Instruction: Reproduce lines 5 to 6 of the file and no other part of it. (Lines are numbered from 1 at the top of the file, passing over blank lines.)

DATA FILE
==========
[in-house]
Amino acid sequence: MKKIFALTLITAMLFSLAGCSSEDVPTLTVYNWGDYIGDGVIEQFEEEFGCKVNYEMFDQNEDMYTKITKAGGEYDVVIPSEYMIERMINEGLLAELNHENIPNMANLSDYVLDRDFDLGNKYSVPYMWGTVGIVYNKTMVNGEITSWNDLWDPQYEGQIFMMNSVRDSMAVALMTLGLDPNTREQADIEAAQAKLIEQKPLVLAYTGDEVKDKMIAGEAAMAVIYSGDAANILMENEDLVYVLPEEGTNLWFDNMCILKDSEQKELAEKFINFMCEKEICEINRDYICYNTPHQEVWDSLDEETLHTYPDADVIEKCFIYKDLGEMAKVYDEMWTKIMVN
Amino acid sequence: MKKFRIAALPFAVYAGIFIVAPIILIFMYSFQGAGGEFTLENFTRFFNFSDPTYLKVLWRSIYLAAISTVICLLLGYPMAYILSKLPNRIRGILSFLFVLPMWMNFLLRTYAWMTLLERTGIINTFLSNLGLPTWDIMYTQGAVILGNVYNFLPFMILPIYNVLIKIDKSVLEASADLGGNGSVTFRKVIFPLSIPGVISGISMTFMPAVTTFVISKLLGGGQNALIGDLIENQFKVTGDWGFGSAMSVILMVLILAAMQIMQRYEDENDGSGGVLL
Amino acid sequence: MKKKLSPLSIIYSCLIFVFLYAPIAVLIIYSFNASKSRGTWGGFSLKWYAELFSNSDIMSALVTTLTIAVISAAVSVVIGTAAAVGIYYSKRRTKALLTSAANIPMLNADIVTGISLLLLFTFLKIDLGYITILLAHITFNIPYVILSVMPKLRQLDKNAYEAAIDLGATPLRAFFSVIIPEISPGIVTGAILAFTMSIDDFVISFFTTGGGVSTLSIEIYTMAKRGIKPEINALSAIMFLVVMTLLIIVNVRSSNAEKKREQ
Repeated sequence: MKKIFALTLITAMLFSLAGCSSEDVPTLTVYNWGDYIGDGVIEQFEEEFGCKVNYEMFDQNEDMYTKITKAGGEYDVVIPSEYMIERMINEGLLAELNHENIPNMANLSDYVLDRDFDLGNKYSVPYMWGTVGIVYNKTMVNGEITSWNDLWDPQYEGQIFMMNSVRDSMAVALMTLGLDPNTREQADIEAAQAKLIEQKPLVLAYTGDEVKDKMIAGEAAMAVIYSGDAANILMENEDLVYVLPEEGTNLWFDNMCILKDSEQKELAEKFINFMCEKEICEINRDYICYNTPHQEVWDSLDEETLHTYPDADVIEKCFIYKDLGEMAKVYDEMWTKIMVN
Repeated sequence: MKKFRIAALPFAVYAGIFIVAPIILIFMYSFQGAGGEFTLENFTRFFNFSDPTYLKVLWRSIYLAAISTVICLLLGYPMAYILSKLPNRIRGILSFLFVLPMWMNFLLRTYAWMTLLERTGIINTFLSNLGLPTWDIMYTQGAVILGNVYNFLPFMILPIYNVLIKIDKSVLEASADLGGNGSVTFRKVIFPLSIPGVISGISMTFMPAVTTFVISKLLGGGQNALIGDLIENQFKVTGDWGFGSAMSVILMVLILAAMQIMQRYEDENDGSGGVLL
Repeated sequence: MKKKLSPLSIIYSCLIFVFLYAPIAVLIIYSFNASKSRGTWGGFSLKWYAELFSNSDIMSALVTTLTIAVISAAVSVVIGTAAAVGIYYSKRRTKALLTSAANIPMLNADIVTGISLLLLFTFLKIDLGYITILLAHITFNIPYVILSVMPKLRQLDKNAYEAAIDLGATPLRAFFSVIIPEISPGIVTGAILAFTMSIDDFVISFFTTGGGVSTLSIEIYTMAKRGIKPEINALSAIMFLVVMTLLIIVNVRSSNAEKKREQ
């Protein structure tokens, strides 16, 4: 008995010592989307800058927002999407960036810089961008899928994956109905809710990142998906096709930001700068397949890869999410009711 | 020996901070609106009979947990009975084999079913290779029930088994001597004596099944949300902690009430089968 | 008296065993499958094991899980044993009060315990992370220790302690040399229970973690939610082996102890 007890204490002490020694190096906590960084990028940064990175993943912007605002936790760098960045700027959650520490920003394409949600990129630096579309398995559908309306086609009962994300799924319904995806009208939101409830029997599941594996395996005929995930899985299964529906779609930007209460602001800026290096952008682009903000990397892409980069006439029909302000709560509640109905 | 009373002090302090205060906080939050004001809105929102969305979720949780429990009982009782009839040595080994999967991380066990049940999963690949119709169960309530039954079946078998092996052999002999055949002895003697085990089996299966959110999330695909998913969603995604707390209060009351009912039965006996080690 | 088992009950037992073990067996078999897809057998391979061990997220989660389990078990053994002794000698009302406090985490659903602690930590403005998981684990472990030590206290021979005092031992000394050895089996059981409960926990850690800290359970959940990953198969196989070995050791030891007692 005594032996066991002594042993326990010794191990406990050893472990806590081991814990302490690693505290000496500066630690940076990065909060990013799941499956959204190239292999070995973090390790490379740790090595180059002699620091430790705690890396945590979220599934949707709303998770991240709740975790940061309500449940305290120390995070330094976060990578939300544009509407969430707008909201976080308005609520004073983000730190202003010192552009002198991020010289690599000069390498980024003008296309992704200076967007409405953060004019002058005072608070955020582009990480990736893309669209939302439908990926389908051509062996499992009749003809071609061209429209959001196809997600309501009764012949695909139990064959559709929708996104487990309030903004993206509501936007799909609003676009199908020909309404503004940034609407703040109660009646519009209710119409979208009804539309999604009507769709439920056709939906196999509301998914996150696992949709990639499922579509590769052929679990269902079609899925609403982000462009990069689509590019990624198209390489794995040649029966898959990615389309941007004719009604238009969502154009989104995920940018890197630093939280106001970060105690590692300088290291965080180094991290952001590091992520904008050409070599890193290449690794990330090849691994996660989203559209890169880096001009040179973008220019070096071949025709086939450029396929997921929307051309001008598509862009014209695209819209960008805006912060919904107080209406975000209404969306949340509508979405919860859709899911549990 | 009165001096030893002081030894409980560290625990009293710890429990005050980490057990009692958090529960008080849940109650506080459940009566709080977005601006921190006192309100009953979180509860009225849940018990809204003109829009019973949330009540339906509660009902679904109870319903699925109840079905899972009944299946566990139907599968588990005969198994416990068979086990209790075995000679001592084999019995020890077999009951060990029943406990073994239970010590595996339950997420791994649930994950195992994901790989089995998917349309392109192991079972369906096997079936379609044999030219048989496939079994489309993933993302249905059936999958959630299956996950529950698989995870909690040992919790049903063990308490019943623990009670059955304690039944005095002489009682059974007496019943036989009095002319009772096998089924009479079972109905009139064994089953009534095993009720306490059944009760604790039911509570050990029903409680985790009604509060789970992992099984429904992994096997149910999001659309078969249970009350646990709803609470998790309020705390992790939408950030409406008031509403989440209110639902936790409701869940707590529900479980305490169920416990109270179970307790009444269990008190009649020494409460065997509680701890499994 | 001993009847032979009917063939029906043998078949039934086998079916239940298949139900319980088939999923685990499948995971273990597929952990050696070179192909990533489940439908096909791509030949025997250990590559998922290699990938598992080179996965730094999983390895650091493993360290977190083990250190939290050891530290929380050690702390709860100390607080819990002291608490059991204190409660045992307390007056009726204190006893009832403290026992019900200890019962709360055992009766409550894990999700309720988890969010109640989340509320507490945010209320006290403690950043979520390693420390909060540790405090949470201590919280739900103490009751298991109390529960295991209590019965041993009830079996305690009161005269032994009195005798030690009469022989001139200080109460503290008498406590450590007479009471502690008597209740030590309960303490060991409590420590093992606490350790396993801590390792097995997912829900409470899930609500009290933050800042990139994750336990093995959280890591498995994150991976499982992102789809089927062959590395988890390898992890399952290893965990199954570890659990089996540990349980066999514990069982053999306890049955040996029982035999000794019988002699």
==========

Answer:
Repeated sequence: MKKIFALTLITAMLFSLAGCSSEDVPTLTVYNWGDYIGDGVIEQFEEEFGCKVNYEMFDQNEDMYTKITKAGGEYDVVIPSEYMIERMINEGLLAELNHENIPNMANLSDYVLDRDFDLGNKYSVPYMWGTVGIVYNKTMVNGEITSWNDLWDPQYEGQIFMMNSVRDSMAVALMTLGLDPNTREQADIEAAQAKLIEQKPLVLAYTGDEVKDKMIAGEAAMAVIYSGDAANILMENEDLVYVLPEEGTNLWFDNMCILKDSEQKELAEKFINFMCEKEICEINRDYICYNTPHQEVWDSLDEETLHTYPDADVIEKCFIYKDLGEMAKVYDEMWTKIMVN
Repeated sequence: MKKFRIAALPFAVYAGIFIVAPIILIFMYSFQGAGGEFTLENFTRFFNFSDPTYLKVLWRSIYLAAISTVICLLLGYPMAYILSKLPNRIRGILSFLFVLPMWMNFLLRTYAWMTLLERTGIINTFLSNLGLPTWDIMYTQGAVILGNVYNFLPFMILPIYNVLIKIDKSVLEASADLGGNGSVTFRKVIFPLSIPGVISGISMTFMPAVTTFVISKLLGGGQNALIGDLIENQFKVTGDWGFGSAMSVILMVLILAAMQIMQRYEDENDGSGGVLL